Money & Houses

Living in Hoi An

If you’ve visited Hoi An on holiday and understandably fallen in love with the country and its culture, you might be considering a long-term move here. A rise in tourism over the last decade has seen a steady increase in Westerners relocating to Vietnam, with opportunities growing in education as well as hospitality.

We’ve put together a series of guides based on all the big expenditures you’ll need to consider as a local in Hoi An. So if you’re considering a move – or have made the leap already – here are a few essential pointers to help you get settled, from finding the right accommodation to opening a bank account and living costs.

Buying a House in Vietnam

Buying a house in Vietnam can be complicated for foreigners. Much depends on your visa status, or whether you’re married to a Vietnamese partner. There are also complex laws surrounding land ownership, even if you’ve legally purchased a property. Read about the law on buying a house here and find links to the people you’ll need to speak to.

Living Accommodation

If you’re looking to live in Hoi An for a lengthy period, you’ll likely want to rent your own apartment or house. There’s a great range of properties available in Hoi An, from the traditional to the modern. You can either rent through an estate agent or directly through the owner. It’s worth knowing a thing or two about the process before you commit – find our guide to long-term accommodation here.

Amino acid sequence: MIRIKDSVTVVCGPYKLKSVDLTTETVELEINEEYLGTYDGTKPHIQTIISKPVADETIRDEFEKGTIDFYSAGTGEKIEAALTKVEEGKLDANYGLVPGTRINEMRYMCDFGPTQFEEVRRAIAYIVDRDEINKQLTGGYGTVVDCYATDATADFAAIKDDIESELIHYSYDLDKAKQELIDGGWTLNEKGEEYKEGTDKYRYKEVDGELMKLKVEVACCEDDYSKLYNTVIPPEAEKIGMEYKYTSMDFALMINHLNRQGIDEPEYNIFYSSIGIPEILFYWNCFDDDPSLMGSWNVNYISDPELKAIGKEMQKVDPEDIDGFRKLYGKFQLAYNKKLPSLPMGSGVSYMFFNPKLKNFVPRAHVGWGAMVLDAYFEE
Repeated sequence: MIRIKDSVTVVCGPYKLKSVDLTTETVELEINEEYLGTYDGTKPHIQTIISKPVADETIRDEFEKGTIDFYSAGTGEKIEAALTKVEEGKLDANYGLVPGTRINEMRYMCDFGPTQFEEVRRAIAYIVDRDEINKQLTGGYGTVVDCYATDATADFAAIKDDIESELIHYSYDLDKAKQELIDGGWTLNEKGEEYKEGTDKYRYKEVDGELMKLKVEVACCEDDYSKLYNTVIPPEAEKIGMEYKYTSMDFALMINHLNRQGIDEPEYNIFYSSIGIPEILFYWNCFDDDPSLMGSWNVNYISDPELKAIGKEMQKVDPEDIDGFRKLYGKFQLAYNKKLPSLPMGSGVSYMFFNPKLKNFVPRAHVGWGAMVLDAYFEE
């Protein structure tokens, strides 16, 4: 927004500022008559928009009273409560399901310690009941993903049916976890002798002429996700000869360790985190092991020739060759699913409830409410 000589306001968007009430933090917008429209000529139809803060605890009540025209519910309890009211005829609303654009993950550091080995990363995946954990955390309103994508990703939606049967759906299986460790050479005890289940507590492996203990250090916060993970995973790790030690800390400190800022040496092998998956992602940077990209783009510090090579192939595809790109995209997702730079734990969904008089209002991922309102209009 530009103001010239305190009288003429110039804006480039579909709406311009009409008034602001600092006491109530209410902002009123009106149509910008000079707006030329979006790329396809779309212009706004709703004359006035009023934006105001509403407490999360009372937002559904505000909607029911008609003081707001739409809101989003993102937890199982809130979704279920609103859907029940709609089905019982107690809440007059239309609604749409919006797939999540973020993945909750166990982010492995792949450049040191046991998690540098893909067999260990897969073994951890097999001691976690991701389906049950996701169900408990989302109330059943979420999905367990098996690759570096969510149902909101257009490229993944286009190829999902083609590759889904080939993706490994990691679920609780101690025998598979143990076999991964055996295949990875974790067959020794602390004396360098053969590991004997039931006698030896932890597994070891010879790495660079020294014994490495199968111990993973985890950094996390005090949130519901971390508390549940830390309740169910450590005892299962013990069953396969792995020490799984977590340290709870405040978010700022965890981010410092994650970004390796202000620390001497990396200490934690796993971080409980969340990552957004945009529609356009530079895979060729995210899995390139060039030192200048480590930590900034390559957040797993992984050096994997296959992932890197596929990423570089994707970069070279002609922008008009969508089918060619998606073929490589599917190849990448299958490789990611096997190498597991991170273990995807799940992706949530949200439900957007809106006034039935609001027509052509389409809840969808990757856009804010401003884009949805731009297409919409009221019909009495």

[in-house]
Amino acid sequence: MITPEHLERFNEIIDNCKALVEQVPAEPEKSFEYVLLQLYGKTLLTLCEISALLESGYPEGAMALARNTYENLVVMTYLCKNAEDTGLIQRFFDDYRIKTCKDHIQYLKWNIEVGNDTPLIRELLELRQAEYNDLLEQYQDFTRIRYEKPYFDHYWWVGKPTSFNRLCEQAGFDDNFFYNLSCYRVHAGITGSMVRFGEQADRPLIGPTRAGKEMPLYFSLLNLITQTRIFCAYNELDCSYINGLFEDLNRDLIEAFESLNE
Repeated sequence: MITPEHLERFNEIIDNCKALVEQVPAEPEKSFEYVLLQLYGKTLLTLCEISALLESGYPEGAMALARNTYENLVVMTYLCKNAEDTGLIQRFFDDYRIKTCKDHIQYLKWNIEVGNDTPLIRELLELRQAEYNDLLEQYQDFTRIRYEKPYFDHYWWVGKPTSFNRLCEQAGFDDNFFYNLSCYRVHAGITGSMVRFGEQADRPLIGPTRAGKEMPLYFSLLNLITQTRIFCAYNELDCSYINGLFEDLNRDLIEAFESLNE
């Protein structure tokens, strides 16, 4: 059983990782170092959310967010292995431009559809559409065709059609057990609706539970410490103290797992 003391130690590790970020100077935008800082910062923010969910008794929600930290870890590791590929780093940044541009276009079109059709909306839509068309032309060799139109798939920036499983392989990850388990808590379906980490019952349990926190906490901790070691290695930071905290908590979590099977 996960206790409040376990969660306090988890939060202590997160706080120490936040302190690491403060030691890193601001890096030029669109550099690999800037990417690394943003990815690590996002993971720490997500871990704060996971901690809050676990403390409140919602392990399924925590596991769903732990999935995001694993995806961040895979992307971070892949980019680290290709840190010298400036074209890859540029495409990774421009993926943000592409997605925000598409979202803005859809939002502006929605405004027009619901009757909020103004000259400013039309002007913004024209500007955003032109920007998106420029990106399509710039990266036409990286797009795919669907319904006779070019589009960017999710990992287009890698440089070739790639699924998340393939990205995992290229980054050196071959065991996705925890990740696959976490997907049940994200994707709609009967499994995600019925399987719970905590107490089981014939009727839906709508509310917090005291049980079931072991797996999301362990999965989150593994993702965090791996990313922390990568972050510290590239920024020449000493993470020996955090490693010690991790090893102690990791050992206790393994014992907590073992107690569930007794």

Jobs

There is work to be found in Hoi An, but you won’t find the diversity that you’ll find in big cities like Hanoi, HCMC or Da Nang. Being a tourist town, a lot of work is centered around tourism and hospitality. There are some teaching opportunities available however, and plenty of digital nomads passing through working in digital marketing. It’s also worth bearing in mind that a tourist visa limits your capacity to work. Find our guide to jobs here.

Cost of Living

By Western standards, the cost of living in Hoi An can be cheap. Essentials such as food, accommodation, and transport can all be found much cheaper than you’ll be used to back home. You’ll pay more if you’re looking for specific Western treats that have been imported, but if you eat and shop locally then huge savings can be made. Our Cost of Living page tells you everything you need to know.

Opening a Bank Account

It can be convenient to open a Vietnamese bank account if you’re staying in Hoi An for a long time. Some banks will even allow you to open accounts in foreign currencies. Rules are varied as to where you can open one however, depending on your visa status. It’s also essential to have a Vietnamese-speaker with you when you try to open an account, and be aware that they often include limitations compared to the account you may be used to back home. Find our guide to opening a bank account here.

Tips & Essentials

For an overall look at essential things to know when in Vietnam, including money tips, post offices and an idea on prices, check out our Tips & Essentials‘ page.

Buy fresh market food for the best prices

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